Is generative design changing additive manufacturing?
Generative design is an iterative design process that generates multiple design outputs that meet predefined constraints. This process is used in various fields such as art, architecture, and product design to produce outputs from sounds, images to CAD models. One of the main benefits of generative design is that it is a fast method for exploring design possibilities. For instance, this design technique allows many hundreds, if not thousands of possible solutions to be evaluated within a relatively short timeframe.
In the world of manufacturing, this design method has been used to optimize parts. The process of generative design starts within a software that can generate CAD-ready options based on real-world constraints and performance requirements. By defining these constraints and requirements, engineers can achieve light weighting, performance improvements, part consolidation, or sustainability for example. Therefore, generative design is changing the design process because engineers can solve challenges and come up with design solutions that they wouldn’t have been able to conceive on their own.
Today, there are multiple solutions on the market that target different sectors’ needs. Peter Rogers, APAC Additive Manufacturing Product Specialist at Autodesk explains the process of generative design for manufacturing in more detail: “It does not require a starting geometry. The users input the areas that the part must keep (the preserved regions), the areas that material should not enter (the keep out zones) and then the performance requirements (constrained areas, forces and pressures on the part, etc.). From there, you can input multiple materials that you have access to, and manufacturing criteria (such as minimum wall thickness and support angle criteria for additive, drill bit size for CNC, etc.). You put in some basic guidance in terms of objectives, and the tool will use Autodesk’s advanced design algorithms in parallel with the simulation technology to create validated, cost estimated, manufacturable geometry solutions to the defined design problem.”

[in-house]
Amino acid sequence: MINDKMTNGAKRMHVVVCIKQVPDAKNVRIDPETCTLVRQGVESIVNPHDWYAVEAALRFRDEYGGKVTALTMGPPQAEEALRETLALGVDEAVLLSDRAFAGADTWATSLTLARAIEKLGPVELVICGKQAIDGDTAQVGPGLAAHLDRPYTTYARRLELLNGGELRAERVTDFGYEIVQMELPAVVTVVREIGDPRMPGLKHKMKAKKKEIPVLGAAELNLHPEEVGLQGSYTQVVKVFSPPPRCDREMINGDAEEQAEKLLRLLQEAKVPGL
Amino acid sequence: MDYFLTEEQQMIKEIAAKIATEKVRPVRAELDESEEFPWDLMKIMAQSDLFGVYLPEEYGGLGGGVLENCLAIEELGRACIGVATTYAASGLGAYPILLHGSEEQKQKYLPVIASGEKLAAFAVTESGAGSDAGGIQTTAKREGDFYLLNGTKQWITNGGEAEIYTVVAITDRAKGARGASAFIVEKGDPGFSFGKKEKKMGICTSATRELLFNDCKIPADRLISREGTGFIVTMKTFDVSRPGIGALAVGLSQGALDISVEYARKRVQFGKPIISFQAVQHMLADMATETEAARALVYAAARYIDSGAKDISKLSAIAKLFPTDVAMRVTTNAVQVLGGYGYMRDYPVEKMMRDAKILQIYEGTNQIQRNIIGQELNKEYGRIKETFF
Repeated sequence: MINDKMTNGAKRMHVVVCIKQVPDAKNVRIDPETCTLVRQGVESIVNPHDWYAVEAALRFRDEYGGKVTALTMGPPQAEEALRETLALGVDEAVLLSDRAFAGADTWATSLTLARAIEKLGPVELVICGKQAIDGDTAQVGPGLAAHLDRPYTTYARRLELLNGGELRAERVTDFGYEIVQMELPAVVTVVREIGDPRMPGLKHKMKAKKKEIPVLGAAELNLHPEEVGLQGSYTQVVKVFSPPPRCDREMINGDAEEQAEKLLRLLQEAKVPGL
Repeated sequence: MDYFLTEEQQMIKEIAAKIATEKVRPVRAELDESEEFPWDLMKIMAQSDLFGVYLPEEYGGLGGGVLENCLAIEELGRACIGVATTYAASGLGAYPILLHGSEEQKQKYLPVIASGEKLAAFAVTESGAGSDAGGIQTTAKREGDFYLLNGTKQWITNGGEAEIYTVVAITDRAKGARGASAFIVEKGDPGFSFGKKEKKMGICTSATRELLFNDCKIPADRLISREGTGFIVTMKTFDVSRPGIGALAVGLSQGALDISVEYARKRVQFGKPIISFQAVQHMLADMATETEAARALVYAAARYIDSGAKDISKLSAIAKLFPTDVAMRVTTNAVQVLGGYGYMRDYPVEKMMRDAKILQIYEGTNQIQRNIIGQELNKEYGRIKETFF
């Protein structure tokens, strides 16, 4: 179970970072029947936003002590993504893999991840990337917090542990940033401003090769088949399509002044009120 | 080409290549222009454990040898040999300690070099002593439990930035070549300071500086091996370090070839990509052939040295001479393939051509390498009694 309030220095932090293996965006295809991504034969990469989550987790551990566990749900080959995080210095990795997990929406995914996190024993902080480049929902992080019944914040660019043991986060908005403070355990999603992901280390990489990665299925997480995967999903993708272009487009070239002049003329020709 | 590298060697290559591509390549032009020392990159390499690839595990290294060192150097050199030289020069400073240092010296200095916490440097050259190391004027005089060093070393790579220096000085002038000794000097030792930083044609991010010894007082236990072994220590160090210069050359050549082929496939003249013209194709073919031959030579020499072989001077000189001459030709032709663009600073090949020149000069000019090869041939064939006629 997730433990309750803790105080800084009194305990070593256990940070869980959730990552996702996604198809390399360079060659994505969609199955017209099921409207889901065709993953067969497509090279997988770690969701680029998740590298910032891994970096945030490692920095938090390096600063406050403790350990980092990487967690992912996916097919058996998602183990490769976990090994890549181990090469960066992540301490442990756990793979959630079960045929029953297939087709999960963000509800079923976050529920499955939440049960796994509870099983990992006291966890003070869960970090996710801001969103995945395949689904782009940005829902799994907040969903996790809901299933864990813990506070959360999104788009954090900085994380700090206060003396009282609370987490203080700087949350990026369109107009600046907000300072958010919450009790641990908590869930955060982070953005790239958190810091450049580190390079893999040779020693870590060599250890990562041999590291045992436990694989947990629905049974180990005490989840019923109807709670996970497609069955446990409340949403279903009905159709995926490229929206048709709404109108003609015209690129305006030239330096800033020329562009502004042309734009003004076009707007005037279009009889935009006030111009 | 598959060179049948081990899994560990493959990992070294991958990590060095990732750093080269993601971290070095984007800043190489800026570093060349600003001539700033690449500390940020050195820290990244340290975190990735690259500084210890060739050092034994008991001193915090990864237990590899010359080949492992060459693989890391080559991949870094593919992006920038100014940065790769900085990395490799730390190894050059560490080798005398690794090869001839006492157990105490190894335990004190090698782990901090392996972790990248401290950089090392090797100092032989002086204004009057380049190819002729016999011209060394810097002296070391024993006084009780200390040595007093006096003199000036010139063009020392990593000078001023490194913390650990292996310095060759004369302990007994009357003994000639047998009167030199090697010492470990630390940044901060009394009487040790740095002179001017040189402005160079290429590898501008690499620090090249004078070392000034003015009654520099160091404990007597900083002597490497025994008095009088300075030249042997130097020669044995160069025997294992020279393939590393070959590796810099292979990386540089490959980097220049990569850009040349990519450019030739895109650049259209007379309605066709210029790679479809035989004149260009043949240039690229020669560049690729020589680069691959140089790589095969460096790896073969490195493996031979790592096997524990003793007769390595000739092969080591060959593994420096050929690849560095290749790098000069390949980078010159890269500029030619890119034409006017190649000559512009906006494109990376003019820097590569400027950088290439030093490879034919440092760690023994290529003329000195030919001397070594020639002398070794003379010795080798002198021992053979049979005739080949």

Generative design: what are the benefits?
In order to explore design possibilities according to constraints and requirements, generative design software relies on artificial intelligence and machine learning to mimic nature’s evolutionary approach to design. In other words, the software explores all possible combinations to come up with all possible solutions. Some might still mistake other design techniques, such as topology optimization with generative design though. Tod W. Parrella, NX Product Management for Siemens Digital Industries Software explains the difference: “Topology optimization optimizes the product’s form to satisfy system requirements such as strength, weight, cooling, or flow. Generative engineering is exploring the design space of options and possibilities at a higher level and broader scale, evaluating multi-disciplinary requirements with the ability to solve against multiple objectives.” Therefore, instead of evaluating one design outcome with topology optimization, engineers can compare and consider a multitude of design outcomes with generative design.